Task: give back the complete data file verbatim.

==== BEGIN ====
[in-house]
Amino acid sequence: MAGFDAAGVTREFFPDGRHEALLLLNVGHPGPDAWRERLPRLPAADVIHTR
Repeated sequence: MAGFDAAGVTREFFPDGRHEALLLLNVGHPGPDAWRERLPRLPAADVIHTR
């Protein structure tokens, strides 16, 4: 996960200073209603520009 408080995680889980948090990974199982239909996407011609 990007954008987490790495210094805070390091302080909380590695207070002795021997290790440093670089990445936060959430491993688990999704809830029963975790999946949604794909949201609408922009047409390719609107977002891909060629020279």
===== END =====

[in-house]
Amino acid sequence: MAGFDAAGVTREFFPDGRHEALLLLNVGHPGPDAWRERLPRLPAADVIHTR
Repeated sequence: MAGFDAAGVTREFFPDGRHEALLLLNVGHPGPDAWRERLPRLPAADVIHTR
């Protein structure tokens, strides 16, 4: 996960200073209603520009 408080995680889980948090990974199982239909996407011609 990007954008987490790495210094805070390091302080909380590695207070002795021997290790440093670089990445936060959430491993688990999704809830029963975790999946949604794909949201609408922009047409390719609107977002891909060629020279």